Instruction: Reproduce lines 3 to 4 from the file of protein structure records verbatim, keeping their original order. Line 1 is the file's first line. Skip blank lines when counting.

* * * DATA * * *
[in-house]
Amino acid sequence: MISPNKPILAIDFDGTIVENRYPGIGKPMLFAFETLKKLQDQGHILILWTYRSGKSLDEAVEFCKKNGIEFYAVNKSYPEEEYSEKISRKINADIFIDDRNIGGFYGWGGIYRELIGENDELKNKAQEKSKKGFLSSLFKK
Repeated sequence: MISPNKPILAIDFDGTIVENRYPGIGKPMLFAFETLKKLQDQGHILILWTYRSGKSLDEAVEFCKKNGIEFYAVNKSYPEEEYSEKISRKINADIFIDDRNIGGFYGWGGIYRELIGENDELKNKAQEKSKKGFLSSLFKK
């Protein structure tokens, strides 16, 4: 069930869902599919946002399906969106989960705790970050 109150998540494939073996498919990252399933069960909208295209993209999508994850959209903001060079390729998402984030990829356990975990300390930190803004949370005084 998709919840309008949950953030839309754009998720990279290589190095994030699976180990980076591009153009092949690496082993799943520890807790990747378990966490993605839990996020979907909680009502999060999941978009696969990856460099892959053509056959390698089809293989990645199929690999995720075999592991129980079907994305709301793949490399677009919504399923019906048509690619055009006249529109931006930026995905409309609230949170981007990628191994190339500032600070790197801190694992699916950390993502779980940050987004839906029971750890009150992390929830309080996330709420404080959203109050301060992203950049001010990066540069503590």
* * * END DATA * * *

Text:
Repeated sequence: MISPNKPILAIDFDGTIVENRYPGIGKPMLFAFETLKKLQDQGHILILWTYRSGKSLDEAVEFCKKNGIEFYAVNKSYPEEEYSEKISRKINADIFIDDRNIGGFYGWGGIYRELIGENDELKNKAQEKSKKGFLSSLFKK
């Protein structure tokens, strides 16, 4: 069930869902599919946002399906969106989960705790970050 109150998540494939073996498919990252399933069960909208295209993209999508994850959209903001060079390729998402984030990829356990975990300390930190803004949370005084 998709919840309008949950953030839309754009998720990279290589190095994030699976180990980076591009153009092949690496082993799943520890807790990747378990966490993605839990996020979907909680009502999060999941978009696969990856460099892959053509056959390698089809293989990645199929690999995720075999592991129980079907994305709301793949490399677009919504399923019906048509690619055009006249529109931006930026995905409309609230949170981007990628191994190339500032600070790197801190694992699916950390993502779980940050987004839906029971750890009150992390929830309080996330709420404080959203109050301060992203950049001010990066540069503590």